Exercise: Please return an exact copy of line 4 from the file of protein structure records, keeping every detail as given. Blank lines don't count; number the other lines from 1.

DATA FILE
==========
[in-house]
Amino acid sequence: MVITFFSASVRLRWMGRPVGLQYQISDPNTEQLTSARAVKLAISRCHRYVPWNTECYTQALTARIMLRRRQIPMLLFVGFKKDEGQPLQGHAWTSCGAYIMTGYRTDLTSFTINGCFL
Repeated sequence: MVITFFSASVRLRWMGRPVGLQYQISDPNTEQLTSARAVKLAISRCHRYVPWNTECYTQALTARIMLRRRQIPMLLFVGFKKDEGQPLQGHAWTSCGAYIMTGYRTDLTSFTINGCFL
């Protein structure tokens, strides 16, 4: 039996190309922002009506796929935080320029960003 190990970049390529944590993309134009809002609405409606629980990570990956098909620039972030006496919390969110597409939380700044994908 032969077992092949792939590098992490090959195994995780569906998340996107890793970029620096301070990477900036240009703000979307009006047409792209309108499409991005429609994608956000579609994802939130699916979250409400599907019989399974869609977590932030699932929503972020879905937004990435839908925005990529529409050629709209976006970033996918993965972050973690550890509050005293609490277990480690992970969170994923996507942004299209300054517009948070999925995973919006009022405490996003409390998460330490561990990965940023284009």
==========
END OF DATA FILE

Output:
């Protein structure tokens, strides 16, 4: 039996190309922002009506796929935080320029960003 190990970049390529944590993309134009809002609405409606629980990570990956098909620039972030006496919390969110597409939380700044994908 032969077992092949792939590098992490090959195994995780569906998340996107890793970029620096301070990477900036240009703000979307009006047409792209309108499409991005429609994608956000579609994802939130699916979250409400599907019989399974869609977590932030699932929503972020879905937004990435839908925005990529529409050629709209976006970033996918993965972050973690550890509050005293609490277990480690992970969170994923996507942004299209300054517009948070999925995973919006009022405490996003409390998460330490561990990965940023284009």